First Impressions of the Black Panther’s Second Movie
Attending opening night of Wakanda Forever, a mix of emotions swells throughout the first act and many, many sniffles can be heard in the crowd. (I’m fine; I swear). The entirety of the film creates a beautiful tribute to Chadwick Boseman without being insensitive or disrespectful of his passing. Regarding the frontlining characters, Angela Bassett was an absolute powerhouse in her role as Ramonda, Queen of Wakanda, alongside Letitia Wright, who stepped up her role as Shuri, and Princess of Wakanda, and put forward a commemorable performance. New characters were introduced in the film as well, with Riri Williams, or Ironheart in the comics, played by Dominique Thorne, and one of the first superheroes ever created by Marvel Comics, Namor, played by Tenoch Huerta.
Each character played integral parts to the storyline, but the overall premise of the almost three-hour movie felt like it bit off more than it could chew. Like many Marvel fans, I fall into the trap of saying what I would do differently throughout the film, but some plot features definitely could have been cut to add to the profoundness of the desired storyline. Too many elements are introduced in the first half of the film that draw away from the intended climactic second act, which shockingly featured too lengthy action scenes. However, the leading plot at the onset of Wakanda Forever was more than what I expected from the movie based on the time and effort that went into making it.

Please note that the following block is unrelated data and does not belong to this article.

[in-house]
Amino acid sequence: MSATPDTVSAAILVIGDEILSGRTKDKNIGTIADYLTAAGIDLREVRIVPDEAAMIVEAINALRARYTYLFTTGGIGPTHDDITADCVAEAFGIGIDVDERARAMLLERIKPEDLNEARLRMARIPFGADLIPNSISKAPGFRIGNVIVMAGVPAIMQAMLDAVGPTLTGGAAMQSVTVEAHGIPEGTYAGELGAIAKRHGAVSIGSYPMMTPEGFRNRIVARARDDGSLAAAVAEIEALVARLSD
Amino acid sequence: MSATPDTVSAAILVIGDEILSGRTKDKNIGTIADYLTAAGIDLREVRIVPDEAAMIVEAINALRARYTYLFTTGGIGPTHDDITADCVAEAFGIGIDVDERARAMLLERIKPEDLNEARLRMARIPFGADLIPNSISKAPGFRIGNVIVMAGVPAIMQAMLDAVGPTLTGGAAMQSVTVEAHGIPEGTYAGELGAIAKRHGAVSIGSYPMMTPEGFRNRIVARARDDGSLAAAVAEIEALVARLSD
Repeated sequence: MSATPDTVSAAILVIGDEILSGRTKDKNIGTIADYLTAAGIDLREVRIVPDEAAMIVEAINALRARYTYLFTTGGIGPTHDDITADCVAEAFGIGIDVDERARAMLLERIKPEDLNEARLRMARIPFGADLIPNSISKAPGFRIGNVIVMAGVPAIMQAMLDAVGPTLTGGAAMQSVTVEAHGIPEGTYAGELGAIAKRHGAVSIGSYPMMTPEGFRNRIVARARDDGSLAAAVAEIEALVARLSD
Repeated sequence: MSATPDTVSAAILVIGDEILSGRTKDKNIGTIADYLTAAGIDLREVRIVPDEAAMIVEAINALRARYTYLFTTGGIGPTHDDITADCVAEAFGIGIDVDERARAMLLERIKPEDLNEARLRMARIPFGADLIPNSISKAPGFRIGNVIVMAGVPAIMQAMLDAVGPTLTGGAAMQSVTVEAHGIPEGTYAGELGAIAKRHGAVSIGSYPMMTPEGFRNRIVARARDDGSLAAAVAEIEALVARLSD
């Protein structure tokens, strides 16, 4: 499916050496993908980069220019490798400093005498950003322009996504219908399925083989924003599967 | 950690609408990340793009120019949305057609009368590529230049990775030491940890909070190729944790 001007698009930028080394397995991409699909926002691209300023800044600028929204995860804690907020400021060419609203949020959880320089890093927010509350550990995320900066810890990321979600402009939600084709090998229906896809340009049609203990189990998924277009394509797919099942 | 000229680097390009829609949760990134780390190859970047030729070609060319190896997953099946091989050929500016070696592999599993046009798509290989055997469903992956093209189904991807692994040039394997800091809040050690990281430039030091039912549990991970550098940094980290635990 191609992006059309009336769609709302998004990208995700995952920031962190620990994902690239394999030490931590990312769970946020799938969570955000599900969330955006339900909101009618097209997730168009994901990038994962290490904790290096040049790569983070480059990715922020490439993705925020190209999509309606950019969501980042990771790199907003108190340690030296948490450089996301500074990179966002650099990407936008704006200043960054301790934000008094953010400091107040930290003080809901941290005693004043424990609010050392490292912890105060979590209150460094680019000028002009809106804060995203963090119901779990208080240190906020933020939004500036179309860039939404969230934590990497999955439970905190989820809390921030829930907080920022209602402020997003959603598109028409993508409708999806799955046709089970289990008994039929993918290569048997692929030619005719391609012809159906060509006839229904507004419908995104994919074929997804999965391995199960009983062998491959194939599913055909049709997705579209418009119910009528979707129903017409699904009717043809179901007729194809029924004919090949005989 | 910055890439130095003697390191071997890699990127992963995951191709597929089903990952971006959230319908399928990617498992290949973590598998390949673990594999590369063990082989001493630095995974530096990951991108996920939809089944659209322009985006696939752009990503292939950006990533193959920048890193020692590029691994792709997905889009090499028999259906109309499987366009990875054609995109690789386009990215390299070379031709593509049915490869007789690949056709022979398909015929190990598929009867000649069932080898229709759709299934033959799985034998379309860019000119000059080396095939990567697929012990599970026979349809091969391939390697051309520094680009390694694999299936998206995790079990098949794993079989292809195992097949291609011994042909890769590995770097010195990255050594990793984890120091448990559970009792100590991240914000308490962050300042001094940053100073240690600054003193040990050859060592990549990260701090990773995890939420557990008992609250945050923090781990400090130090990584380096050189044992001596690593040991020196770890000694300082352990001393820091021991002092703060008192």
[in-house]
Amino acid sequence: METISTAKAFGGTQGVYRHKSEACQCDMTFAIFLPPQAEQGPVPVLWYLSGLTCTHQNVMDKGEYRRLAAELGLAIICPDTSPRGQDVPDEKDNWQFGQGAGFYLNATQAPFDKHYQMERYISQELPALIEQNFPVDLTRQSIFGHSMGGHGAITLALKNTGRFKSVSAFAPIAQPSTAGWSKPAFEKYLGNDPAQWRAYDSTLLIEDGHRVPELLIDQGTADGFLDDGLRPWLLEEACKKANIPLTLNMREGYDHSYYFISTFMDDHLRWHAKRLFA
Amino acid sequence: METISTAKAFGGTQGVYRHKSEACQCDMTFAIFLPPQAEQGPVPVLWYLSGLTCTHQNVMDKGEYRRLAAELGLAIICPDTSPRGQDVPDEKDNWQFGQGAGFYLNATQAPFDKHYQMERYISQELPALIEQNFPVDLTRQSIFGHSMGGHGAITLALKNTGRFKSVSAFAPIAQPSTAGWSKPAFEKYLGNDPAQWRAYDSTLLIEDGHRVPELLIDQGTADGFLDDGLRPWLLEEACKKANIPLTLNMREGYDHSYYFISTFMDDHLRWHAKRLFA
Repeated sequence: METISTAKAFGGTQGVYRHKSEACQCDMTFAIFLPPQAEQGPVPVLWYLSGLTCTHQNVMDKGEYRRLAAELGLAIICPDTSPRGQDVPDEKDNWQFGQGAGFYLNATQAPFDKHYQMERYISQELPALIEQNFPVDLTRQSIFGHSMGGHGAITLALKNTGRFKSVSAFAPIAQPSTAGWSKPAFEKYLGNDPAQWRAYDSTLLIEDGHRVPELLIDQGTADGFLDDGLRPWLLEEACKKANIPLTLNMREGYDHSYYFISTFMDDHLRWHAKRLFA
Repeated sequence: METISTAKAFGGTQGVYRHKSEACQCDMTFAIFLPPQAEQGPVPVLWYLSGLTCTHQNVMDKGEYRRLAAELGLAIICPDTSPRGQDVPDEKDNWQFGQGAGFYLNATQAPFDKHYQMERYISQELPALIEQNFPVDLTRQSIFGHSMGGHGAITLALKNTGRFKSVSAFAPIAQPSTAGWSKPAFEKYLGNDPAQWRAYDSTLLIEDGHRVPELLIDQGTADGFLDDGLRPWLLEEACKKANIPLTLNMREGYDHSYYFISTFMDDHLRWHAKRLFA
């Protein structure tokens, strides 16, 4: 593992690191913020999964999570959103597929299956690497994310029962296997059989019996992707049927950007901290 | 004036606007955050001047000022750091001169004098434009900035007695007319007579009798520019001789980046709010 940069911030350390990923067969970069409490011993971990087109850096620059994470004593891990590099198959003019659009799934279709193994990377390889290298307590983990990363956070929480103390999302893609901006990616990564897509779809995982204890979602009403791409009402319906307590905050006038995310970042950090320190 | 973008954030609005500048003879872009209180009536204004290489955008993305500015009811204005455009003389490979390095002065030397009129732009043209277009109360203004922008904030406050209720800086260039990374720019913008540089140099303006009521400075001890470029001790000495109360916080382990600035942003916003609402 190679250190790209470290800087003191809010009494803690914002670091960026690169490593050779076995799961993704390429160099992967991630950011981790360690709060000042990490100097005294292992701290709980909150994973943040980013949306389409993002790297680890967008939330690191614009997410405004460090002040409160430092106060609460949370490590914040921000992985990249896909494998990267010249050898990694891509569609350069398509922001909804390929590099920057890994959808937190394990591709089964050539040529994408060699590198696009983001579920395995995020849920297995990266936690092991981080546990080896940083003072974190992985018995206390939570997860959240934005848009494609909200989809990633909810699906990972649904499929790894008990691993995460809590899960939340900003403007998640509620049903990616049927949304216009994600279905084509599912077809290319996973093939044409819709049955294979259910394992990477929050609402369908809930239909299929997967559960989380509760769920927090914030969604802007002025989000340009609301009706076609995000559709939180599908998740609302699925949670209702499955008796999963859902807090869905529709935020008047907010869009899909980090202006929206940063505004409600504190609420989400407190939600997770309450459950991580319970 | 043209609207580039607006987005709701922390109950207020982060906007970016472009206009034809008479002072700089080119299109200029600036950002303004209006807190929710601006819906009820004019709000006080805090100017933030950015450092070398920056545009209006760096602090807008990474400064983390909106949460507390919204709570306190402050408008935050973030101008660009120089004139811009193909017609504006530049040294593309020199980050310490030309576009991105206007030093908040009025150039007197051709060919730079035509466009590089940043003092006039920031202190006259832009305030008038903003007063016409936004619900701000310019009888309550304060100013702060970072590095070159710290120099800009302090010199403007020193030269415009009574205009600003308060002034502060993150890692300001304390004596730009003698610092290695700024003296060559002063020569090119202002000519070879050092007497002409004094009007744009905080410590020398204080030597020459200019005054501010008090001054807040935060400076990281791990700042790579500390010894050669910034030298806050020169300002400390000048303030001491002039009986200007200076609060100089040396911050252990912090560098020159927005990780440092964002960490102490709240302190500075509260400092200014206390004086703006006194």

Namor’s introduction to the MCU was alluring and unexpected with his character being known to his people of Talokan as the Mayan feathered serpent god, Kukulkan. It was an excellent choice for his character to be adapted to a new backstory and underrepresented acting minority. Let me tell you, it is difficult to make a character’s costume from the 1930s be even relatively comic-accurate and still look phenomenal in a modern lens. If you’ve been keeping up with my reviews, you’ll know I am such a sucker for costume design and will be asking for all of the ensemble creators to be given a raise, because whatever they’re getting paid is not enough. The once Atlanteans in the comics, and now citizens of Talokan, are visually imposing and beautiful with their headdresses and appearances.
Despite Namor always holding the title of anti-hero, the movie teeters on portraying him as a villain. I wouldn’t be opposed to this, as we all know I love a good morally gray character, but more was needed within the film to support Namor’s motivations, possibly even a whole other movie. Yet, I’m sure all of us X-Men fans can agree it’s exciting to have another mutant in the MCU. Now all we need is for Magneto and Namor to team up. Ultimately, the film offered decent introductions to characters that will be significant to the next phases in the MCU, but couldn’t meet the artistic vision of the first Black Panther film. Though, until I can fill the hole in my heart that was wrenched open by this movie, I will be searching the Atlantic Ocean in hopes of another glimpse of Namor.